PAX Labs Explores the 'Human Toll' of America's War on Cannabis

Vanity Fair project probes a broken system

It's no secret that America's war on drugs quickly morphed into a race war, with enforcement efforts disproportionally targeting communities of color, wrecking lives and gutting communities in the name of "righteous" reform for nearly a century.

The Human Toll: How the War on Cannabis Targeted Black America, a three-part series of sobering mini-docs from Vanity Fair and electronic vaporizer maker PAX Labs, tackles that charged topic head-on.

The first episode, running about eight minutes, dropped last week. It posits that white America's obsession with rooting out weed began, in large part, as a reaction to burgeoning Black identity during the Jazz Age and beyond.

"The war on drugs was never really a war on drugs. You can't declare a war on a thing. You declare a war on people," Natalie Papillion, director of strategic initiative at the Last Prisoner Project, a nonprofit dedicated to fighting criminal injustice, says in the film's opening frames. "More specifically, it's been a war on Black people."

This trailer provides a good introduction to the series...

The Human Toll: War on Race

...and you can click here to watch Episode 1, "The War on Race," in its entirety.

"This piece is for all our citizens who are becoming more aware of the institutions and policies of our nation," Human Toll director Øcean Vashti Jude tells Muse. "We are living in a time where people are becoming more conscious. They want to pull back the veil, hear truths. This series will give it to them."

Experts discuss how the government, police and mass media used drug policy as a racial wedge, adopting the term "marijuana," as opposed to cannabis, "because it sounded foreign, it sounded scary, it sounded like something that bad people would use," John Hudak, a senior fellow at the Brookings Institution, says in the film.

Using such tactics, the establishment demonized cannabis users years before pot was banned in 1937. This set the stage for social unrest, tainting Mexican and African Americans, beatniks, hippies and others as intrinsically unsavory owing to their affinity for weed.

"When we get to the later war on drugs, we have this opportunity for the government to use as a substance as a cipher for an internal threat to American prosperity and democracy and social cohesion," Papillion says. This precipitated the incarceration of hundreds of thousands of drug offenders—notably Black and Hispanic men—who often served lengthy sentences for minor infractions and non-violent crimes, such as cannabis use and possession.

"I'm trying to have people connect with folks who are usually just statistics," Jude says. "A lot of people are in jail for something the general population uses. But if we shine a light on these issues and we introduce people who have experienced these unjust things, then we make it harder to turn a blind eye. When we know better, we do better."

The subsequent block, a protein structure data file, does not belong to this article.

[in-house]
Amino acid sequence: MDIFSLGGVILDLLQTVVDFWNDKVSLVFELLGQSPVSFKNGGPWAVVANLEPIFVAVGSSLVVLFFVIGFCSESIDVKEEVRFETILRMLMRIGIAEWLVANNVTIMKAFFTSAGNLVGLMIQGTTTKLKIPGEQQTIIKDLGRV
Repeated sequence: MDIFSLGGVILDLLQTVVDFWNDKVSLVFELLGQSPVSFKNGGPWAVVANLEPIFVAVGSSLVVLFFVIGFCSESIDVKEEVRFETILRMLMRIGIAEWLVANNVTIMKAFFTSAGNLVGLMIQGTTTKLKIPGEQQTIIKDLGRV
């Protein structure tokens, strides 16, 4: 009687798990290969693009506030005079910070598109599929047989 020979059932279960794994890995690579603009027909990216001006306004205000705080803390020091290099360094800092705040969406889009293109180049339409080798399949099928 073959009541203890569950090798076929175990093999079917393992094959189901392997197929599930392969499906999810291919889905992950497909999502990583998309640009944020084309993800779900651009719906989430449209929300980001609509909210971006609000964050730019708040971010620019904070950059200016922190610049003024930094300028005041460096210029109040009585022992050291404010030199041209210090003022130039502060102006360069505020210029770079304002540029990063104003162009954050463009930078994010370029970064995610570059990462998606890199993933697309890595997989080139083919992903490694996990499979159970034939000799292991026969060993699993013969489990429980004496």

Now, some viewers may find the presentation too breezy or one-sided. That's a fair criticism, but The Human Toll still ranks as effective advocacy journalism and timely branded content.

"This is not just something that happened in the rear view," says Laura Fogelman, senior director of communications and public affairs, PAX Labs. "There are more than 40,000 people incarcerated today for nonviolent, cannabis-related crimes, while our industry remains one of the fastest growing in America. It will take all of us coming together, demanding much-needed reforms, to see meaningful change."

Also check out parts two and three: "Collateral Consequences" and "Getting Out."

The Human Toll and recent initiatives from Jay-Z's Monogram company and Problem and Wiz Khalifa, shine a light on persistent problems and spark hope for a more equitable future. PAX previously championed the cause in its Gold Clio Cannabis Award-winning film Dennis: The Man Who Legalized Cannabis.


Lloyd D'Souza - Head of Content Development
Nina Van Brunt - Creative Director
Jayne Roberts - Director of Unscripted Development
Julia Ochsenreiter - Executive Producer
Julie Sullivan - Supervising Producer
Adam Peryer - Production Manager
Thea Goddard - Associate Producer
Timothy Begley - Executive Director of Sales
Robert Gearity - Executive Director of Marketing
Jessica Sisco - Director of Marketing

Laura Fogelman, Sr. Director, Communications & Public Affairs
Lauryn Livengood, Director, Brand Marketing
Malia Madden, Communications Specialist
Zoe Wilder, PR

Øcean Vashti Jude - Director
Andres Becerra - Director of Photography, Principal
Brandy Bruce - Director of Photography
Gunsel Pehlivan - Director of Photography
Giacobazzi Yanez - Director of Photography
Dominique Marro - Assistant Camera Operator
Miguel Zamora - Assistant Camera Operator
Matthew Barauskas - Assistant Camera Operator
Mariya James - Covid Compliance Officer
Veronica Mammina - Covid Compliance Officer
Kari Barber - Sound Recordist
Russell Hamilton - Editor
Tyrone Rhabb - Editor
Bryce Aubrey - Editor
Dan Berlin - Assistant Editor
Jacqueline Nixon - GFX Artist
Nicholas Lareau - Colorist
Mat Guido - Sound Mixer

-Steve Hawkins, Executive Director, Marijuana Policy Project and Interim President & CEO, US Cannabis Coalition
-Maj. Neill Franklin, Executive Director, Law Enforcement Action Partnership (LEAP)
-John Hudak, Senior Fellow & Deputy Director, Brookings Institution
-Natalie Papillion, Director of Strategic Initiatives, Last Prisoner Project and Founder & Executive Director, The Equity Organization
-Corvain Cooper, Constituent/Advisor, Last Prisoner Project & Brand Ambassador, 40Tons
-Michael Thompson, Constituent, Last Prisoner Project
-Evelyn LaChapelle, Program Associate, Last Prisoner Project, Heart of Cannabis Host, Vertosa, & Founder, Eighty Seven

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